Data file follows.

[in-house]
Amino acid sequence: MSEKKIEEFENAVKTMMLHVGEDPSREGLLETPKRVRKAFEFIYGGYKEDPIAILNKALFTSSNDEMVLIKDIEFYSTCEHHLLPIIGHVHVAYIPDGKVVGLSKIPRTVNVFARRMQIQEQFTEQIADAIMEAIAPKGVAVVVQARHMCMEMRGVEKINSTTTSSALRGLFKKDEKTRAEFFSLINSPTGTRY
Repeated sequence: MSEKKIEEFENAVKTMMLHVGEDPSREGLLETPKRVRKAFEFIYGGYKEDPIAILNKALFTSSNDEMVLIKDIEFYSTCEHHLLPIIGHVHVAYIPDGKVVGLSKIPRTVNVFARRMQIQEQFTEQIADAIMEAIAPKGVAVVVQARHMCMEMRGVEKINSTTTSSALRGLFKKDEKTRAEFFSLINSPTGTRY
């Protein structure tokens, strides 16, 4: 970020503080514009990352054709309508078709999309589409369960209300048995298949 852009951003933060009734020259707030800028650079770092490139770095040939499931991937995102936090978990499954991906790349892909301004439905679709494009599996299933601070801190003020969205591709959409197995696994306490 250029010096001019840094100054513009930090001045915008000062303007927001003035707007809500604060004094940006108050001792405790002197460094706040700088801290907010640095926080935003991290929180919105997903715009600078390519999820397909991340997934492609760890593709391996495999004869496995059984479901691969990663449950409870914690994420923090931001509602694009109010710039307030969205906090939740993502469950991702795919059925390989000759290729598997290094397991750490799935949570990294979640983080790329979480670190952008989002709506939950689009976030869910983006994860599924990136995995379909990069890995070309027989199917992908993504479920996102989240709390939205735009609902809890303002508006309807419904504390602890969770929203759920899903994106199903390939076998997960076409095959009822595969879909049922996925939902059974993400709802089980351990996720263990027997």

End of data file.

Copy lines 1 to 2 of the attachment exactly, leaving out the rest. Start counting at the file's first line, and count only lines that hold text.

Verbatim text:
[in-house]
Amino acid sequence: MSEKKIEEFENAVKTMMLHVGEDPSREGLLETPKRVRKAFEFIYGGYKEDPIAILNKALFTSSNDEMVLIKDIEFYSTCEHHLLPIIGHVHVAYIPDGKVVGLSKIPRTVNVFARRMQIQEQFTEQIADAIMEAIAPKGVAVVVQARHMCMEMRGVEKINSTTTSSALRGLFKKDEKTRAEFFSLINSPTGTRY